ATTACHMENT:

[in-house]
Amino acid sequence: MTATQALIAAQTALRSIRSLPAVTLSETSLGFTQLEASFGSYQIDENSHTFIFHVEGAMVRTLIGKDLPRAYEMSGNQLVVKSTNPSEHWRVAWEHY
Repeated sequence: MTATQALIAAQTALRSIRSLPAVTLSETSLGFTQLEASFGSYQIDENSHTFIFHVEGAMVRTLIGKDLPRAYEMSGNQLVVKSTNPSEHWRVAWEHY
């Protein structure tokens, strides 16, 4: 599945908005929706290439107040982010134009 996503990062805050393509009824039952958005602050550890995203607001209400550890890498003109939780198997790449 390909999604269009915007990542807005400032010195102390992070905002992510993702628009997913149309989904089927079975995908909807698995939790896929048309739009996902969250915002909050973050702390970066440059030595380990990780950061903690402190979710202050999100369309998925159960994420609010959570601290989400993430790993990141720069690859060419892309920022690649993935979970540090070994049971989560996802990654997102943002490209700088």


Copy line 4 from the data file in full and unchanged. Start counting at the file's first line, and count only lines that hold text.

């Protein structure tokens, strides 16, 4: 599945908005929706290439107040982010134009 996503990062805050393509009824039952958005602050550890995203607001209400550890890498003109939780198997790449 390909999604269009915007990542807005400032010195102390992070905002992510993702628009997913149309989904089927079975995908909807698995939790896929048309739009996902969250915002909050973050702390970066440059030595380990990780950061903690402190979710202050999100369309998925159960994420609010959570601290989400993430790993990141720069690859060419892309920022690649993935979970540090070994049971989560996802990654997102943002490209700088």